There are two universal truths about conflict: 1) everyone experiences it, and 2) no one really likes it. Conflict, at best, is a disagreement; at worst it can be intensely destructive. But can conflict also be a positive experience? I believe it can be a constructive – or even welcome – experience in addition to being a significant catalyst for growth.

Conflict presents an opportunity to expand our understanding and grow as people and professionals. When a disagreement arises, it brings the chance for us to learn something new, as long as we are open to seeing the conflict as an opportunity and do not allow ourselves to engage in a battle of opinion. In order to get to a point where conflict is an appreciated (if not welcomed) aspect of your life, you need to take steps to change the way you view it and what you do when you experience it. A change in your perspective and action will lead to the ability to turn almost any conflict into the type that is productive and instrumental for promoting growth.

Before we move on, let me emphasize that I am not suggesting you start disagreeing with people simply for the sake of creating conflict, nor am I suggesting that you must have it in order to grow. I am suggesting that conflict can be a tool for personal and professional growth. When it serves as a catalyst for growth, conflict becomes a positive experience.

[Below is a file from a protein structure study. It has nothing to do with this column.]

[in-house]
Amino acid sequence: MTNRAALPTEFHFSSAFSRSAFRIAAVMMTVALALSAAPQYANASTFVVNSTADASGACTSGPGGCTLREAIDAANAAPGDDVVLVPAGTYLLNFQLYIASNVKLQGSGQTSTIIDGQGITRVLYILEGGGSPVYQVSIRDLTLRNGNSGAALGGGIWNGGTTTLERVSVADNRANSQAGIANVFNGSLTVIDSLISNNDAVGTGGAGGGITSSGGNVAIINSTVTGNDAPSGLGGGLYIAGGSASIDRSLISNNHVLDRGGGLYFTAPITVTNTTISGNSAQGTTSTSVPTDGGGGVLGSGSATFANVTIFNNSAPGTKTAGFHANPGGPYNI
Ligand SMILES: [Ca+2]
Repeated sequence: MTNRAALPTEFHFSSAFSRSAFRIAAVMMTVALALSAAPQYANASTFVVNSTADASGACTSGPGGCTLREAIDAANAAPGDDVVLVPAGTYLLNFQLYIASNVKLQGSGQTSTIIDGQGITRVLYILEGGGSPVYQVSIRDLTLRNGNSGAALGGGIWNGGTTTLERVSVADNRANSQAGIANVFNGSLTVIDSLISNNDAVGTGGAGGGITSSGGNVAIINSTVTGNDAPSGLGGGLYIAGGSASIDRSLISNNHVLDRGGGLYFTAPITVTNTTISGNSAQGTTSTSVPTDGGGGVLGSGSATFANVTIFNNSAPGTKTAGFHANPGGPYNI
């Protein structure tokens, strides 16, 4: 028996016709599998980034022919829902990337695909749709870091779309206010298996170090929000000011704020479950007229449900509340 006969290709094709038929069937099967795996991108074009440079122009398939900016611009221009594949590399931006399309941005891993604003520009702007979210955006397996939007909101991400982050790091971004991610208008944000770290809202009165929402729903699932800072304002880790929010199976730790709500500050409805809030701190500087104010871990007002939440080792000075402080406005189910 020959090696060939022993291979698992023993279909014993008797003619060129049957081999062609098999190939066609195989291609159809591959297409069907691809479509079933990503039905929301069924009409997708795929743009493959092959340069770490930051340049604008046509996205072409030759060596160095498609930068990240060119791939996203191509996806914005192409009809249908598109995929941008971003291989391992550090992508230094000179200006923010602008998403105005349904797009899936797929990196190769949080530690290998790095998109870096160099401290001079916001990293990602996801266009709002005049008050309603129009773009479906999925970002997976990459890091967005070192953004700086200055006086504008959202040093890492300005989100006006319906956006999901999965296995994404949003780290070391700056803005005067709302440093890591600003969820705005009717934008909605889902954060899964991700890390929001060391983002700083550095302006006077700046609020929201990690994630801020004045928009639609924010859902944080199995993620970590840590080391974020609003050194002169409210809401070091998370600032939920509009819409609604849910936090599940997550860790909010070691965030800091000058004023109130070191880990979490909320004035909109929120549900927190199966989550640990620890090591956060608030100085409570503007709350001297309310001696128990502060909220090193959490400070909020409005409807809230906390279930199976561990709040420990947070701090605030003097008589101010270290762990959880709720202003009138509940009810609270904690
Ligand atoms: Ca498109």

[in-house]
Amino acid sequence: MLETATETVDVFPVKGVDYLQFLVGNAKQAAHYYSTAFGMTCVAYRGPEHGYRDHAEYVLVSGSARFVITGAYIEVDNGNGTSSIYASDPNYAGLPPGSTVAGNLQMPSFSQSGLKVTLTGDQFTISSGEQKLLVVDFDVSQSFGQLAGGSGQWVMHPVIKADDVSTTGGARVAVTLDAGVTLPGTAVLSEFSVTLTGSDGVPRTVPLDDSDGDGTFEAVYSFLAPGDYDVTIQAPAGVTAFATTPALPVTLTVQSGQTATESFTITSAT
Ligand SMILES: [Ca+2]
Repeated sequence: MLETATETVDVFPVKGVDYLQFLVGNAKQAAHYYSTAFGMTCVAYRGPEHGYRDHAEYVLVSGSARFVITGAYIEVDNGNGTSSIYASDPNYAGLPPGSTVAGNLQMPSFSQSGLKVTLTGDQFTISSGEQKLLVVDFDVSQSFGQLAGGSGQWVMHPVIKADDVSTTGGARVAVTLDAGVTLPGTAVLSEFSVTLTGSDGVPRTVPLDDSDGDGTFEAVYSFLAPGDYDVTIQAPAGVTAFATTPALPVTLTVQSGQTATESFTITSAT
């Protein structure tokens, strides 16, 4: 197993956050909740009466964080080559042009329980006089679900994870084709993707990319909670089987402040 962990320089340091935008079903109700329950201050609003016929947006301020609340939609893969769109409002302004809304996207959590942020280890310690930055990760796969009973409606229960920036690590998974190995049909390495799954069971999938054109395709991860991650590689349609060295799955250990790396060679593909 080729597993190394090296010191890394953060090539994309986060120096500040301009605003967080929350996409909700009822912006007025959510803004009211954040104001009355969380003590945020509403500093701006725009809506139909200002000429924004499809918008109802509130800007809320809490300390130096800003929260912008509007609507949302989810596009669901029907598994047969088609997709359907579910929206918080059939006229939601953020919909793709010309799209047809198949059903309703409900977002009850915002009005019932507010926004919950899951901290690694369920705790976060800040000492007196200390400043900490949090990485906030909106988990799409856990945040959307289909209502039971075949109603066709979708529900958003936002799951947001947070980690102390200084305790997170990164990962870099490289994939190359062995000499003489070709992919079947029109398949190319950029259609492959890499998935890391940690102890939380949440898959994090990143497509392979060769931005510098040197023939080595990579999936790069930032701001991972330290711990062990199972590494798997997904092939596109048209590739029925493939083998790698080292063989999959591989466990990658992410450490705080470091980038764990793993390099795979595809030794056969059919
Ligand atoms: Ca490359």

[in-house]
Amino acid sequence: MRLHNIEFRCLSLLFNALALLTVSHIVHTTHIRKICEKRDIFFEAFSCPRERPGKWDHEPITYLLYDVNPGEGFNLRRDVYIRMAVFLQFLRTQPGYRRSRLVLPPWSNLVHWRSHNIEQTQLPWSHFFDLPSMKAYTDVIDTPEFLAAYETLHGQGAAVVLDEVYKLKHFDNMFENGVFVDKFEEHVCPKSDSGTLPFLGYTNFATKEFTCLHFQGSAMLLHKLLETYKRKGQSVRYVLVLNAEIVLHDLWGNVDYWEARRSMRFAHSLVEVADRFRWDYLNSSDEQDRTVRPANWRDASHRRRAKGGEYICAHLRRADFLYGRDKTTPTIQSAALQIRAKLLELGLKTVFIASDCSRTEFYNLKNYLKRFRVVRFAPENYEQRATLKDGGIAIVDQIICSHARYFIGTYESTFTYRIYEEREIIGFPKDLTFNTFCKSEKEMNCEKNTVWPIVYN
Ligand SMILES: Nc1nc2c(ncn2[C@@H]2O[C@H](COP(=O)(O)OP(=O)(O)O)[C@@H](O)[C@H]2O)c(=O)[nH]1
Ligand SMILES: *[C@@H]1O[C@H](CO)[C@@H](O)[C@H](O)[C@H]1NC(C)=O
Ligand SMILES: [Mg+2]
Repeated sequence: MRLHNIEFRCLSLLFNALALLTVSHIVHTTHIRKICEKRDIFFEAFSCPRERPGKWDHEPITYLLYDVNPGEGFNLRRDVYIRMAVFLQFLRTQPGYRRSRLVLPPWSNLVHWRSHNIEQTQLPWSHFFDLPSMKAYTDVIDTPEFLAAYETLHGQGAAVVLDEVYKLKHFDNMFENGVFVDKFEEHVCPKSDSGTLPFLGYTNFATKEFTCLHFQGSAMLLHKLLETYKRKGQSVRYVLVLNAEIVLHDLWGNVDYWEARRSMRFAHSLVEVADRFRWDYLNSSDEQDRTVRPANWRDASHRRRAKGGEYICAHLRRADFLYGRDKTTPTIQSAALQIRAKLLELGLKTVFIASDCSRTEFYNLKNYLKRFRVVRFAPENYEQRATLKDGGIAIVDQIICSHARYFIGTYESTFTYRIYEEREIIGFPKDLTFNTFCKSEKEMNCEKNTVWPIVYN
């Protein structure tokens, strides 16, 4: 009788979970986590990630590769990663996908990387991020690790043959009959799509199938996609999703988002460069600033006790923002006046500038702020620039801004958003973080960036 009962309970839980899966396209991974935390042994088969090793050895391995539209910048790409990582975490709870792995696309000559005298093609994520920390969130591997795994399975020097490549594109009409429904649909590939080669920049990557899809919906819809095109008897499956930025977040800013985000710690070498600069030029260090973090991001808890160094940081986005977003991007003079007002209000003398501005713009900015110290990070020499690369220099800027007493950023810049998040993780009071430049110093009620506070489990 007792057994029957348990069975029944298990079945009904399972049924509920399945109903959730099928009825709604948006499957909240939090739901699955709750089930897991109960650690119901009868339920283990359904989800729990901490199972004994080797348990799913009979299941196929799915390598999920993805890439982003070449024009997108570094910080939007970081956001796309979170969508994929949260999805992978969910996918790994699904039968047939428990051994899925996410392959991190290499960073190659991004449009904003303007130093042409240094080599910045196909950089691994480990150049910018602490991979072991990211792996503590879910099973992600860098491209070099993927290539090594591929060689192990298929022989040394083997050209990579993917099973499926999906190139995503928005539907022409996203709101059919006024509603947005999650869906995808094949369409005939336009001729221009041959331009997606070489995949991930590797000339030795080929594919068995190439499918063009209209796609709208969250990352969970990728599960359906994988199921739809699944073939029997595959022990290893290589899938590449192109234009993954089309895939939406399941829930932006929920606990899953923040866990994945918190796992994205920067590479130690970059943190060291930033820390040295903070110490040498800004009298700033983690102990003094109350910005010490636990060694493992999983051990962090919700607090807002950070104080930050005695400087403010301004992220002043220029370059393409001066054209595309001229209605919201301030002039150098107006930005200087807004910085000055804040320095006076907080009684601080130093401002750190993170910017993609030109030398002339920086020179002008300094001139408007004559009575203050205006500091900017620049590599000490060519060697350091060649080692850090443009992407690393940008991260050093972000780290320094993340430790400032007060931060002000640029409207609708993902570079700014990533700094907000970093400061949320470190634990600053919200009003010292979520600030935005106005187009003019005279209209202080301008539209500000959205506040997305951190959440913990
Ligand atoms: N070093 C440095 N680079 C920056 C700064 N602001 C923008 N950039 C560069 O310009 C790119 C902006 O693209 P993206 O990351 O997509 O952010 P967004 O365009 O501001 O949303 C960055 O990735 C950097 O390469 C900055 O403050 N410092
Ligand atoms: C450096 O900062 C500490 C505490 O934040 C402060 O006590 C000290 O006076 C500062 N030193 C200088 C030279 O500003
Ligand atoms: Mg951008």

When we are faced with conflict we usually react to it. A reaction is an impulsive, subconscious process that takes into account only a narrow view of the overall situation and typically overlooks the true issue. A reaction generates a quick-fix that does not address any underlying cause of the conflict. Reactions, therefore, rarely result in long term resolutions to the conflict, and are likely to cause regret later. By contrast, a response is a mindful action that is implemented after careful consideration of the entire situation – or as much of the situation as can be examined. Responses take more time, are less emotionally driven than reactions, and typically result in long term resolution of the conflict.

When we react to something, we allow the situation to influence our decisions, which we usually make rapidly and without conscious thought. Responding involves exerting conscious influence over the situation and returning a thoughtful answer that appropriately addresses and resolves the cause underlying the conflict. Before we can conquer conflict, we have to learn to stop reacting to it and to start responding to it, which transforms the conflict into an opportunity for growth. This is much easier said than done. Before we can alter our reactions, we need to understand what they are and why they occur, then look at alternative actions we can take and what those alternatives might mean in the longer term. In other words, we need to relearn at a conscious level how we react to conflict subconsciously, and then change that reaction to a response. In short; we need to take the emotionality out of our reaction to conflict.

For most of us, conflict is something we avoid, largely due to the fear of the contentious debate and destruction we know it can bring. And when we react impulsively to conflict we can unintentionally turn it into a contentious debate, which then propagates the notion that conflict is always a bad thing. In essence, the experience becomes a self-fulfilling prophecy. What if we could change that? What if instead of becoming embroiled in contentious debate we could engage in a more productive dialogue? What if instead of reacting to conflict you could respond to it and make it more productive?